Turkish athletes warn against dramatic effects of climate change

Witnessing the effects of climate change in the mountains and at sea, Turkish outdoor athletes are trying to raise awareness about the issue. Turkish diver Şahika Ercümen said that she has been swimming amid plastic rather than fish, while Turkish Mountaineering Federation (TDF) President Ersan Başar said snow and glaciers at the mountains were melting at a rapid pace.

Turkish diver Şahika Ercümen is seen in this photo.

Duvar English 

Several Turkish outdoor athletes who have witnessed ecological changes in the mountains or at sea are seeking to raise awareness about the climate crisis.

Speaking to BBC's Turkish service on Nov. 26, several Turkish outdoor athletes discussed the effects of climate change on their environments.

Turkish Mountaineering Federation (TDF) President Ersan Başar, who has been mountaineering for nearly 30 years and is highly familiar with Turkey’s mountains, said climate change was noticeable in mountains 4,000-5,000 meters high, as the snow and glaciers were melting at a rapid pace.

“Mountains that have prevailed since the ice age are now disappearing before our eyes,” Başar warned.

The mountaineer also discussed the case of two glaciers located atop Turkey’s Kaçkar Mountains in the Eastern Black Sea region, which have been climbed for years. While the largest glacier has lost 20 percent of its volume, the smaller one split in half and completely disintegrated, he said.

For the past two years, the Turkish Mountain Championships have been held in the higher mountains of the Black Sea region due to climate change.

The Turkish Mountaineering Federation carries out awareness trainings with regards to sustainable mountaineering.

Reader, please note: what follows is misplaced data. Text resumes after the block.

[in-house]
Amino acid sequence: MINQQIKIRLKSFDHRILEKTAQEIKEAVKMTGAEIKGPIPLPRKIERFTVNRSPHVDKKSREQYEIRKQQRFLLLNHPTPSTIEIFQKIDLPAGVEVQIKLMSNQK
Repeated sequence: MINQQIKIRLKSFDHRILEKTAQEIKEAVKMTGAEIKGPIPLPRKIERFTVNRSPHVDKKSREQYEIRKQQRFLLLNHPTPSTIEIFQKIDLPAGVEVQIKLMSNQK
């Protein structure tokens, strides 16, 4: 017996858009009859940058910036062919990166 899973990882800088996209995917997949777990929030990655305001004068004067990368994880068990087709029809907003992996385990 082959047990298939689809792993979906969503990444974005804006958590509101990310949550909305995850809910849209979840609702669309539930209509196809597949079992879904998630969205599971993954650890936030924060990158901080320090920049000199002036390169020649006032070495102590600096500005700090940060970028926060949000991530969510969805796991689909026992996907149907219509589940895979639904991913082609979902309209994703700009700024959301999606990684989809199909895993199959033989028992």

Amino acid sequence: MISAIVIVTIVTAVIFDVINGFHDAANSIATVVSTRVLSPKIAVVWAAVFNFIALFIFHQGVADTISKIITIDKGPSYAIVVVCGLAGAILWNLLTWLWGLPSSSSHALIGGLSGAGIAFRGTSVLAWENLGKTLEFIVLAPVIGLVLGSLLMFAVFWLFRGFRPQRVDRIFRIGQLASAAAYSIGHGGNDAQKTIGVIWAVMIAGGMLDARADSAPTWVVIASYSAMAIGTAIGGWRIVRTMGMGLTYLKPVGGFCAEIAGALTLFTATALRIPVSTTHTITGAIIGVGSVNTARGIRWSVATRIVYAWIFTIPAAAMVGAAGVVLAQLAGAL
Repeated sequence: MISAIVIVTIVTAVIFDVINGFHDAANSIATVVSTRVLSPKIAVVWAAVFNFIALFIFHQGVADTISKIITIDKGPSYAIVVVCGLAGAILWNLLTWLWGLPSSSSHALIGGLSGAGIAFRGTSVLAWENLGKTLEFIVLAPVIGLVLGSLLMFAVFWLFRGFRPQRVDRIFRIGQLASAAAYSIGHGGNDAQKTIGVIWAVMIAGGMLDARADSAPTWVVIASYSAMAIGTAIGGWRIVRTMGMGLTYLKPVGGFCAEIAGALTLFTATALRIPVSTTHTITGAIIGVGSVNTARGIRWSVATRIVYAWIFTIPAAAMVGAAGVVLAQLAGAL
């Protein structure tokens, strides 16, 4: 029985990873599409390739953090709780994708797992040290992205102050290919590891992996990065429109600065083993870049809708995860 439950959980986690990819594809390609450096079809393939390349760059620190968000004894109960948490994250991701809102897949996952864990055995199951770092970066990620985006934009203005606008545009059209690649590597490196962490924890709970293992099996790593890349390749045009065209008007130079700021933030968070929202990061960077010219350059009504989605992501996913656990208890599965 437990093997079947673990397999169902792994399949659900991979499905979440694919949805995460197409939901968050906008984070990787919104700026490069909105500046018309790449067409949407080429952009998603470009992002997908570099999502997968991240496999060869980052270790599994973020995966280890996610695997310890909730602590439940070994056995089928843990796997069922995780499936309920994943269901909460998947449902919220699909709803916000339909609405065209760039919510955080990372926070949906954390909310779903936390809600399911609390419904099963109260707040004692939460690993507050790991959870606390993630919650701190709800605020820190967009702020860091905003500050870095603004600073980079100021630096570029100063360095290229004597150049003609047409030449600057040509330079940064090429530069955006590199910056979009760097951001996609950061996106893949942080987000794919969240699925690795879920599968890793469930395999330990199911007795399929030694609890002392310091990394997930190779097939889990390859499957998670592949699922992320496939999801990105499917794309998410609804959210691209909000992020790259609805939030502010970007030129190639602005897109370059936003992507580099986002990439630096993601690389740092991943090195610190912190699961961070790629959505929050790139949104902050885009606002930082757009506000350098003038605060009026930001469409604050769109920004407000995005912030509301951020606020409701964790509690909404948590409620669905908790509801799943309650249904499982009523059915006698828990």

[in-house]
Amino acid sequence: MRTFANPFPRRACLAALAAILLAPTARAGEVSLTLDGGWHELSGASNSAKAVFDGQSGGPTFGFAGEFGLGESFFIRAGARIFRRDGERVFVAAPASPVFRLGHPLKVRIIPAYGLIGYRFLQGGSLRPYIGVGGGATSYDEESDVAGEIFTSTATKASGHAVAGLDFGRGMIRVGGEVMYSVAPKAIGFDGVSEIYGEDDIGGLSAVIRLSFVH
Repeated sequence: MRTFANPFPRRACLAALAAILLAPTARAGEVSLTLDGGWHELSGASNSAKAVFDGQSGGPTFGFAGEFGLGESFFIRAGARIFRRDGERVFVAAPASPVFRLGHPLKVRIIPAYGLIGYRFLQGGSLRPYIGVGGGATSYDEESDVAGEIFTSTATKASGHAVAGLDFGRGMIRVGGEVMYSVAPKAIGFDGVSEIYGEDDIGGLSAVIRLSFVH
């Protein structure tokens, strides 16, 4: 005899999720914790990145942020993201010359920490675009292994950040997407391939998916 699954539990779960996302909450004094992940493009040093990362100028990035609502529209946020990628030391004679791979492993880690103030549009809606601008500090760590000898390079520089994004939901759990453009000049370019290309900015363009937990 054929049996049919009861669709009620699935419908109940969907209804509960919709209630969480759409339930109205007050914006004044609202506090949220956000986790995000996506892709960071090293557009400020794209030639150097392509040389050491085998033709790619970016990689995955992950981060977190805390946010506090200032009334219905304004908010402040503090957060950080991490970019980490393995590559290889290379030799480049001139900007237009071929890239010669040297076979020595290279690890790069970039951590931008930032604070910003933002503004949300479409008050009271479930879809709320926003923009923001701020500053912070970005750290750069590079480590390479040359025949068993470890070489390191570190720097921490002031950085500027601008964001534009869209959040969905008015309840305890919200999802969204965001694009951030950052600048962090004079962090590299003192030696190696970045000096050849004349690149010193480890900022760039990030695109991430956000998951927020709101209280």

Professional mountaineer and mountain guide Tunç Fındık drew attention to the fact that more and more heavy rains and storms occur in Turkey, and that the temperature had risen in the winter months. He said that while even in the summer there was heavy snow and ice atop the Aladağlar, Kaçkar, Ağrı and Reşko mountains, this hasn’t been the case in recent years.

“We used to experience -40 degrees in the winter in Erzurum, now it stays at -2, -3 degrees, so nothing freezes. A serious drought has also caused a decrease in water resources," Fındık said.

In the eastern provinces of Erzurum and Rize, waterfalls, which used to freeze for four months in winter no longer freeze and have ceased to flow as much as they used to.

Freediving national team member and world record-holder Şahika Ercümen said that in recent years, she has been swimming amid plastic rather than fish. The freediver serves as Turkey’s Defender of Aquatic Life for the United Nations Development Programme (UNDP) and has sought to draw attention to the increase in pollution and the advent of invasive alien species in the Turkish seas.

“In addition to the increase in air temperatures in Turkey, I’m also actively working on such issues as mucilage which are caused by negligence in wastewater management,” Ercümen said.

In May 2021, an outbreak of mucilage devastated the Marmara Sea damaging its ecosystem and hurting the fishing industry.

According to Şahika Ercümen, the rise in temperatures, pollution and the invasive species cause indigenous species to migrate northward and threaten ecosystems.

Climate change is ruining the workplace of outdoor athletes and putting their lives at risk. In mountain sports, the melting of the glaciers causes rock decay, changing the direction of the streams and playing on the mountain beds, so athletes can get lost and have accidents by having to change the routes they have followed for years. At sea, increasing pollution limits visibility and puts the health of athletes at risk.